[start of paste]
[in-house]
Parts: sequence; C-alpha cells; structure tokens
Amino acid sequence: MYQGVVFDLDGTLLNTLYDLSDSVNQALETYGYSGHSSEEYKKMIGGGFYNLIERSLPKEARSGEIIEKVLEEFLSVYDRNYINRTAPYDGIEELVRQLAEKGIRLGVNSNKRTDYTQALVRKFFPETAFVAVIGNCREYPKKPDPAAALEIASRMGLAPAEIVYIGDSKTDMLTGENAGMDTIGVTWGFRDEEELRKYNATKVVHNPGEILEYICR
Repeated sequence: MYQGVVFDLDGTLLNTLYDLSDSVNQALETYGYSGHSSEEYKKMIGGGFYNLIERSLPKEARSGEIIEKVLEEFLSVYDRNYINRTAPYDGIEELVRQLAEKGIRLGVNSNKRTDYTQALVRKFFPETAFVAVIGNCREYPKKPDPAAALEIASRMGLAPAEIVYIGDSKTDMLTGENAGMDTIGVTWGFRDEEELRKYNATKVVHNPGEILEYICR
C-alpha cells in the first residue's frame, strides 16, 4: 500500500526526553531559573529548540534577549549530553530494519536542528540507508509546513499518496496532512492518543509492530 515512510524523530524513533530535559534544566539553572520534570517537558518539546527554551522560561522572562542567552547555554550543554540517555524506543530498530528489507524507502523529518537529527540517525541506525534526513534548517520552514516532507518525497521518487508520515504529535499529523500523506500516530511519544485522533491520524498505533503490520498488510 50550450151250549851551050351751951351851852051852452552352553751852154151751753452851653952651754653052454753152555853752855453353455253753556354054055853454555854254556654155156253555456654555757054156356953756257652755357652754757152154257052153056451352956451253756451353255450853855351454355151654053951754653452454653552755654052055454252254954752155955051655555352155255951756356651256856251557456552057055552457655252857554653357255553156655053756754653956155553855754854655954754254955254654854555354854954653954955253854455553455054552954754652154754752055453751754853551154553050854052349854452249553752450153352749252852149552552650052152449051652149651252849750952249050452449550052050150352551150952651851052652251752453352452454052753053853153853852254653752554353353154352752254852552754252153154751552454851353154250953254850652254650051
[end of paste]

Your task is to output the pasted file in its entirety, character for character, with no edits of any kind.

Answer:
[in-house]
Parts: sequence; C-alpha cells; structure tokens
Amino acid sequence: MYQGVVFDLDGTLLNTLYDLSDSVNQALETYGYSGHSSEEYKKMIGGGFYNLIERSLPKEARSGEIIEKVLEEFLSVYDRNYINRTAPYDGIEELVRQLAEKGIRLGVNSNKRTDYTQALVRKFFPETAFVAVIGNCREYPKKPDPAAALEIASRMGLAPAEIVYIGDSKTDMLTGENAGMDTIGVTWGFRDEEELRKYNATKVVHNPGEILEYICR
Repeated sequence: MYQGVVFDLDGTLLNTLYDLSDSVNQALETYGYSGHSSEEYKKMIGGGFYNLIERSLPKEARSGEIIEKVLEEFLSVYDRNYINRTAPYDGIEELVRQLAEKGIRLGVNSNKRTDYTQALVRKFFPETAFVAVIGNCREYPKKPDPAAALEIASRMGLAPAEIVYIGDSKTDMLTGENAGMDTIGVTWGFRDEEELRKYNATKVVHNPGEILEYICR
C-alpha cells in the first residue's frame, strides 16, 4: 500500500526526553531559573529548540534577549549530553530494519536542528540507508509546513499518496496532512492518543509492530 515512510524523530524513533530535559534544566539553572520534570517537558518539546527554551522560561522572562542567552547555554550543554540517555524506543530498530528489507524507502523529518537529527540517525541506525534526513534548517520552514516532507518525497521518487508520515504529535499529523500523506500516530511519544485522533491520524498505533503490520498488510 50550450151250549851551050351751951351851852051852452552352553751852154151751753452851653952651754653052454753152555853752855453353455253753556354054055853454555854254556654155156253555456654555757054156356953756257652755357652754757152154257052153056451352956451253756451353255450853855351454355151654053951754653452454653552755654052055454252254954752155955051655555352155255951756356651256856251557456552057055552457655252857554653357255553156655053756754653956155553855754854655954754254955254654854555354854954653954955253854455553455054552954754652154754752055453751754853551154553050854052349854452249553752450153352749252852149552552650052152449051652149651252849750952249050452449550052050150352551150952651851052652251752453352452454052753053853153853852254653752554353353154352752254852552754252153154751552454851353154250953254850652254650051